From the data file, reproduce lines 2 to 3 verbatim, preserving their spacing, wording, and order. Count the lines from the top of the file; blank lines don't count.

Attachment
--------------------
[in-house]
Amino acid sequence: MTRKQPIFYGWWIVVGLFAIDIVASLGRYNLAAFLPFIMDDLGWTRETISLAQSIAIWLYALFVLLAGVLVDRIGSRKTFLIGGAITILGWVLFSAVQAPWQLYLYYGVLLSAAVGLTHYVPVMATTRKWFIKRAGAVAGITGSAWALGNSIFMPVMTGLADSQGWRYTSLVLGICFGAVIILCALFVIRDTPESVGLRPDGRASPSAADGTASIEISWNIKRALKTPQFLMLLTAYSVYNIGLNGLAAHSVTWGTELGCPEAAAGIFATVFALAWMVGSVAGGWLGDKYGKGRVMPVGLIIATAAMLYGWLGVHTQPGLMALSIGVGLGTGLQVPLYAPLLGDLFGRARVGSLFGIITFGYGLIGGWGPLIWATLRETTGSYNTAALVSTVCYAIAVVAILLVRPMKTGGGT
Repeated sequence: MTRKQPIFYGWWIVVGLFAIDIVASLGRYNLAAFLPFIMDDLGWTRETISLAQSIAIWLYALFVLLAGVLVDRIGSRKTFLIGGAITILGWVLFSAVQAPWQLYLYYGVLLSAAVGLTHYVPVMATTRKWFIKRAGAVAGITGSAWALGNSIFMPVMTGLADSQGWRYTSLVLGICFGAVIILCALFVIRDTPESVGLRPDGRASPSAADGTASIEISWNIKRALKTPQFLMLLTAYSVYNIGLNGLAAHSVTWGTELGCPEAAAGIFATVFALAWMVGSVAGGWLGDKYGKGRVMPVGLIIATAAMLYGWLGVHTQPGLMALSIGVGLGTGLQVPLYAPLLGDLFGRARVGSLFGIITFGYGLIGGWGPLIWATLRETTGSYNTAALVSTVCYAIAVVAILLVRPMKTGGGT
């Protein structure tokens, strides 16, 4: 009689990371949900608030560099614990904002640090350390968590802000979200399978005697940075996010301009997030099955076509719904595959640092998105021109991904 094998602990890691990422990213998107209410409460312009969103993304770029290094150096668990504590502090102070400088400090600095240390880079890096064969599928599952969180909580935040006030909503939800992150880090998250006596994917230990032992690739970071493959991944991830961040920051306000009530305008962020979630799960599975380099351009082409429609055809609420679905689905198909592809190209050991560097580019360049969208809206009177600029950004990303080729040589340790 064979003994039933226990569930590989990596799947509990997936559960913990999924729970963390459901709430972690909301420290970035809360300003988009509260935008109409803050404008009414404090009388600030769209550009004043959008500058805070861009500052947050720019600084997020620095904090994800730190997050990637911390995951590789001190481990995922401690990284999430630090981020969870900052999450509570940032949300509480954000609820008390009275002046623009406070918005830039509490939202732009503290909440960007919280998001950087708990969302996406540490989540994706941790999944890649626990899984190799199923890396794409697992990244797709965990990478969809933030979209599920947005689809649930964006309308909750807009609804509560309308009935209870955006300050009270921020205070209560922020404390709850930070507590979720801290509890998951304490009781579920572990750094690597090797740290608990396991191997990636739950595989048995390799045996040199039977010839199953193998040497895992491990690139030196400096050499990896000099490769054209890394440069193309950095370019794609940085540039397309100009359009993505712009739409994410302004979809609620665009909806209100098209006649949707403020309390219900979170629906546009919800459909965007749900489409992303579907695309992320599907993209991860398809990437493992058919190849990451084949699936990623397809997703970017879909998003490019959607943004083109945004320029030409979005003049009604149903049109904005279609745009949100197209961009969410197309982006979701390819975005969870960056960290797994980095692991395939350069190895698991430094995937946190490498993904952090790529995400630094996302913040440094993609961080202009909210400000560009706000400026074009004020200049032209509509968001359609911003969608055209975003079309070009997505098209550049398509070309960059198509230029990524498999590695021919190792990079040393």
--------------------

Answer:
Amino acid sequence: MTRKQPIFYGWWIVVGLFAIDIVASLGRYNLAAFLPFIMDDLGWTRETISLAQSIAIWLYALFVLLAGVLVDRIGSRKTFLIGGAITILGWVLFSAVQAPWQLYLYYGVLLSAAVGLTHYVPVMATTRKWFIKRAGAVAGITGSAWALGNSIFMPVMTGLADSQGWRYTSLVLGICFGAVIILCALFVIRDTPESVGLRPDGRASPSAADGTASIEISWNIKRALKTPQFLMLLTAYSVYNIGLNGLAAHSVTWGTELGCPEAAAGIFATVFALAWMVGSVAGGWLGDKYGKGRVMPVGLIIATAAMLYGWLGVHTQPGLMALSIGVGLGTGLQVPLYAPLLGDLFGRARVGSLFGIITFGYGLIGGWGPLIWATLRETTGSYNTAALVSTVCYAIAVVAILLVRPMKTGGGT
Repeated sequence: MTRKQPIFYGWWIVVGLFAIDIVASLGRYNLAAFLPFIMDDLGWTRETISLAQSIAIWLYALFVLLAGVLVDRIGSRKTFLIGGAITILGWVLFSAVQAPWQLYLYYGVLLSAAVGLTHYVPVMATTRKWFIKRAGAVAGITGSAWALGNSIFMPVMTGLADSQGWRYTSLVLGICFGAVIILCALFVIRDTPESVGLRPDGRASPSAADGTASIEISWNIKRALKTPQFLMLLTAYSVYNIGLNGLAAHSVTWGTELGCPEAAAGIFATVFALAWMVGSVAGGWLGDKYGKGRVMPVGLIIATAAMLYGWLGVHTQPGLMALSIGVGLGTGLQVPLYAPLLGDLFGRARVGSLFGIITFGYGLIGGWGPLIWATLRETTGSYNTAALVSTVCYAIAVVAILLVRPMKTGGGT